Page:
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Tradition and preferment in Southwark diocese: how inclusive is ‘inclusive’?

by
11 April 2012

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From Mr Patrick Stewart

Sir, — Concerned Evangelicals in Southwark (News, 5 April) will have further cause when women are con­secrated. It is clear, without the re­search that endorses the point, that female clergy tend to be theologically liberal.

While Southwark diocese is notor­iously liberal, Evangelicals’ complaint applies across the dioceses, and is shared by traditional Catholics: that those of traditional belief and prac­tice are rarely preferred — be­cause like selects like. The clear infer­ence from episcopal appoint­ments since Robert Runcie, with whom this phenomenon began, is that liberal Catholics — those who can dress up and “perform” civic religion, and who tend to be bland and uncontroversial (though fre­quently, if quietly, heter­odox) — are the default choice. Ditto for cathedral clergy and archdeacons.

The Pilling report, Talent and Call­ing (2007), described a clear lack of representation of churchmanship in senior appointments — but there is no will to change among those in charge.

Parish priests and laity can hardly be blamed for considering how their Share funds such a monochrome, self-perpetuating episcopate.

PATRICK STEWART
Highgate, 29 Callis Court Road
Broadstairs CT10 3AH

From Susan Crosfield

Sir, — As a longstanding supporter of Inclusive Church and one who has never identified with the Evangelical wing of the Church, I was neverthe­less shocked to read the quotation from the sermon recently preached by the Dean of Southwark which appeared in the report “Chessun hears Evangelical protest over preferment”.

How can the Dean claim to be inclusive when he so clearly wishes to exclude those with whom he disagrees? Surely, a cathedral, the mother church of the diocese, should welcome all members of the Church in the diocese, and not encourage more warring factions.

SUSAN CROSFIELD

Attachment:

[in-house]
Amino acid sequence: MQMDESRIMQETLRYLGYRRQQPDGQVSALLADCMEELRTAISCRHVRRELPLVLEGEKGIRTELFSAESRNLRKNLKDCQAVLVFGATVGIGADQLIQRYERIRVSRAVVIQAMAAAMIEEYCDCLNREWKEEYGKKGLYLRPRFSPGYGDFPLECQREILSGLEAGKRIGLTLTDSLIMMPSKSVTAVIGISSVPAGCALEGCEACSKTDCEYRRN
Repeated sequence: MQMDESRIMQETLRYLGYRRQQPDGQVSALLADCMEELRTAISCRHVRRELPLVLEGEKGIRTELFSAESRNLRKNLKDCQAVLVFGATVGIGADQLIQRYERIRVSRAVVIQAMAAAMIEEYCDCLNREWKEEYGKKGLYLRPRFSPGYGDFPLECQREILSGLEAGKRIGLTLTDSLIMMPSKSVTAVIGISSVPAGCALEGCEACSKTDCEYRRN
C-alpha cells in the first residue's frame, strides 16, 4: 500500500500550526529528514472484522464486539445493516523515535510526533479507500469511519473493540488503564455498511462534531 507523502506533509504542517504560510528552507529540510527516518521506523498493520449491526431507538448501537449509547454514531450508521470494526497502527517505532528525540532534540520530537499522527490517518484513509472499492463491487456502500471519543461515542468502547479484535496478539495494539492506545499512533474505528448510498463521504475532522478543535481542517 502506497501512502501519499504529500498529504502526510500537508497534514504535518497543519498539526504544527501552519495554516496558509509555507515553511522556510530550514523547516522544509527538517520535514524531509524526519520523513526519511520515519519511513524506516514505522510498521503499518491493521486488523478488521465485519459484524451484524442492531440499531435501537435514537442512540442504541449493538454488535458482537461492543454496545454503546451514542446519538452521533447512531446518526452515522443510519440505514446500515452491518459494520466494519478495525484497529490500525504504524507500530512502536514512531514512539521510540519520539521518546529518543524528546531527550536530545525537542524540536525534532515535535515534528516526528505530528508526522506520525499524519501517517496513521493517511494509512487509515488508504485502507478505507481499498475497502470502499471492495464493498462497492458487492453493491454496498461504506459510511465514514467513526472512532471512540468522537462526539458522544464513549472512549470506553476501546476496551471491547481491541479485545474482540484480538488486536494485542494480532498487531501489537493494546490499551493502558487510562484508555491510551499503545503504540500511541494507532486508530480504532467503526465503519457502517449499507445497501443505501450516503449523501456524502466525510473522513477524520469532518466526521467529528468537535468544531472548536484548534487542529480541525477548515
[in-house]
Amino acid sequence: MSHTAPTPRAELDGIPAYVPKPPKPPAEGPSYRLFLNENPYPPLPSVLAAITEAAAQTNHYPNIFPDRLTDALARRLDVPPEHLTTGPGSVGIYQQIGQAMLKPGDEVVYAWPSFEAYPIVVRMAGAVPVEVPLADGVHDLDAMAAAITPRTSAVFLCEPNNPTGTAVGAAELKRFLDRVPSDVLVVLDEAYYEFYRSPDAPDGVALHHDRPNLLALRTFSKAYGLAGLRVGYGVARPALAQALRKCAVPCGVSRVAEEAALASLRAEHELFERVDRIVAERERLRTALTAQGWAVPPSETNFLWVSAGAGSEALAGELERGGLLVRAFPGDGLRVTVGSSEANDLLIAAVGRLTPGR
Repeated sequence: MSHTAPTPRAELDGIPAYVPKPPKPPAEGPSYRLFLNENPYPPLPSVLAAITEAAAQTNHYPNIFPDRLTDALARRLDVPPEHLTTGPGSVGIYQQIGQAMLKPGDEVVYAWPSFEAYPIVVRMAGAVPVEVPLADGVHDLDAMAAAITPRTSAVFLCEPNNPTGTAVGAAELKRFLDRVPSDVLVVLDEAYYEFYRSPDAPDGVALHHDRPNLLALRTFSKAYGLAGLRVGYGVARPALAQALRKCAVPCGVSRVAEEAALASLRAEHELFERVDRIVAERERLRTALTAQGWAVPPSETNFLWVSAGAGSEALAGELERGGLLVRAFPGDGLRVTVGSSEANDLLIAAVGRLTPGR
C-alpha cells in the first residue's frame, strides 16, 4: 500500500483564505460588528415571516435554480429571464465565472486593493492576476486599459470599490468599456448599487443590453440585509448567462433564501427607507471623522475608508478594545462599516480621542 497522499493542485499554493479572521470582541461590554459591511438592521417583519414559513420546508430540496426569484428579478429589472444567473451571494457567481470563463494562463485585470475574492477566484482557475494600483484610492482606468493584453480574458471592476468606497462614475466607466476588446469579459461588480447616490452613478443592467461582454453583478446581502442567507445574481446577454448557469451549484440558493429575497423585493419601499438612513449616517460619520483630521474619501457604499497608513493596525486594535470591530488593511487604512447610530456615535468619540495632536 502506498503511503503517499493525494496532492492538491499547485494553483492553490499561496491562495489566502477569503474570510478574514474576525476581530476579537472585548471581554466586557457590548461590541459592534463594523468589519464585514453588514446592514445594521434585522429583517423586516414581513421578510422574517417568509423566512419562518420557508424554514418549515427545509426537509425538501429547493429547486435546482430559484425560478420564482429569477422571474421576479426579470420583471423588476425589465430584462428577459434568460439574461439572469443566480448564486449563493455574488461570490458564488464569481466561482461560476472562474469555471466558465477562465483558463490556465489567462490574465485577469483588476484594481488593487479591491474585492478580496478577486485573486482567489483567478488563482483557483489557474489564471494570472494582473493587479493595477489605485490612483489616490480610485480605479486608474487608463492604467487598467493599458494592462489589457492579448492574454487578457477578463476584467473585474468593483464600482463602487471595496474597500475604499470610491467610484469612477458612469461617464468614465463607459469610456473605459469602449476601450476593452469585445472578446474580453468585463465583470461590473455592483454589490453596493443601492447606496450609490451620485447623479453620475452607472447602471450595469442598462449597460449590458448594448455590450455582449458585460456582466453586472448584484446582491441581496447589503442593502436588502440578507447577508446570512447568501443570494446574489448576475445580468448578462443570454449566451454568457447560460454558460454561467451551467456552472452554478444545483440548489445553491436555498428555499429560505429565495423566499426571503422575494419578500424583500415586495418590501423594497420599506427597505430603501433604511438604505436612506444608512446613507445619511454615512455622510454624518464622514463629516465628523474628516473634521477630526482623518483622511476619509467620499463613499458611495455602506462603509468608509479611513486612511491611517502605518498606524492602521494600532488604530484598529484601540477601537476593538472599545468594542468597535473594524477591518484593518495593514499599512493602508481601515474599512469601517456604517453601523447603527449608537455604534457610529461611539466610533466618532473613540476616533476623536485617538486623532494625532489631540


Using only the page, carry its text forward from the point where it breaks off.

21 Biggar Road, Silverburn
Penicuik EH26 9LQ

From Matthew and Jane Clements

Sir, — What has happened to the broad Church? Where is the toler­ance of views with which we happen to disagree?

We met and became Christians in the late ’60s at Christ Church, New Malden, where, through the work of a teenagers’ group led by dedicated adults, we were taught how to live as Christians in a changing world. The fruit of that work is still evident today, as many of us from that group worship and serve in many ways at churches throughout the Anglican Communion.

Bible study, prayer, and service were all high on the agenda, as were respect and tolerance for other denominations and faiths; we were Evangelicals, but first and foremost we were Christians who were taught to love God and to love our neigh­bours as ourselves.

As it happens, that church is where the Revd Stephen Kuhrt is now the Priest-in-Charge, and it is sad that he does not seem to have benefited from the same teaching. Before coming to Oxfordshire recently, we worshipped in Southwark at an Evangelical church. We certainly would not have wanted to be associated with the di­visive and misplaced comments made by Mr Kuhrt after his meeting with the Bishop of Southwark; how sad that any Anglican believes his or her hobby-horse needs cham­pions among the local episcopate.

Somehow, Mr Kuhrt seems to think that he represents the view of all Evangelicals in the diocese; we doubt this, but, if he really does, then we are very pleased to have left.

One great strength of the Church of England is its inclusiveness, and this is at odds with separatist movements, which Mr Kuhrt seems to be keen on leading. This division is seen elsewhere in the C of E: finan­cially sound vibrant churches who cannot see why they should subsidise other churches who cannot pay their parish share; factions on all extremes who like to pour scorn on the behaviours or views of other parties, whether it is modern music v. Hymns Ancient and Modern, free worship v. the 1662 Prayer Book, versions of the Lord’s Prayer, women priests and bishops, or homosexuality.

The list is quite long, and has continued to grow despite the best efforts of the current Archbishop of Canterbury. Our firm view is that if the Church put aside peripheral personal views and concentrated on loving our neighbours, perhaps we might see something more of the teaching and life of Jesus both within the Church and reflected by the Church to those outside it.

We were recently privileged to attend at Southwark Cathedral the ordination as bishop of two exemplary pastors, where we heard both men loudly affirm the central tenets of the Christian faith as we have all received and understood them. The rest is commentary.

MATTHEW CLEMENTS
JANE CLEMENTS
4 Church Street, Bicester
Oxfordshire OX26 6AZ

From Mr Ian Gordon

Sir, — Reading Ed Thornton’s report last week, the following (probably) unworthy thought came to mind: what if the “Southwark Evangelicals” are the ones who are out of touch?

At this time of the Church’s year (I am writing this on Good Friday), one of the lessons to be learned is surely that the majority is not always right, and that the loudest voices do not have exclusive possession of the truth.

IAN GORDON
16 Bayle Court, The Parade
Folkestone CT20 1SN

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